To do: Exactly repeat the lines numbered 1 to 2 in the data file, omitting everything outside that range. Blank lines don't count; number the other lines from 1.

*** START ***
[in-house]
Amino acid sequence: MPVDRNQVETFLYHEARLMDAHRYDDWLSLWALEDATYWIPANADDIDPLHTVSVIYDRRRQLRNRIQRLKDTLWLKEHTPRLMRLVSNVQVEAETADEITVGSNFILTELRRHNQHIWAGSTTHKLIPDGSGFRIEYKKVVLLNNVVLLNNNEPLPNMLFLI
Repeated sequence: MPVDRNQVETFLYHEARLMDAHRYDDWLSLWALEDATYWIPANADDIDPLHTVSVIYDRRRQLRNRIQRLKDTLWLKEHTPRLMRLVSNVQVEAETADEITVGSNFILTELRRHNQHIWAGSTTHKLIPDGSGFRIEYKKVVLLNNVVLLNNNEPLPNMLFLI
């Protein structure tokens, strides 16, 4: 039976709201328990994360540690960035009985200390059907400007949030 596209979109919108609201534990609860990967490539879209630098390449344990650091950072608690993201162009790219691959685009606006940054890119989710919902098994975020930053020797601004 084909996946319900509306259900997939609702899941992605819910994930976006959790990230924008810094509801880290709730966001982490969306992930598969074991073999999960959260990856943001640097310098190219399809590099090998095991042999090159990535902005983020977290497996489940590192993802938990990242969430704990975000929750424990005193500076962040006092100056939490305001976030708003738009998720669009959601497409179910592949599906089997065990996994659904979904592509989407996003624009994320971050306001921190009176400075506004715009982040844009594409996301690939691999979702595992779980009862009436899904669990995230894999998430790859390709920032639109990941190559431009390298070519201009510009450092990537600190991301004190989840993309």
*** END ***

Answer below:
[in-house]
Amino acid sequence: MPVDRNQVETFLYHEARLMDAHRYDDWLSLWALEDATYWIPANADDIDPLHTVSVIYDRRRQLRNRIQRLKDTLWLKEHTPRLMRLVSNVQVEAETADEITVGSNFILTELRRHNQHIWAGSTTHKLIPDGSGFRIEYKKVVLLNNVVLLNNNEPLPNMLFLI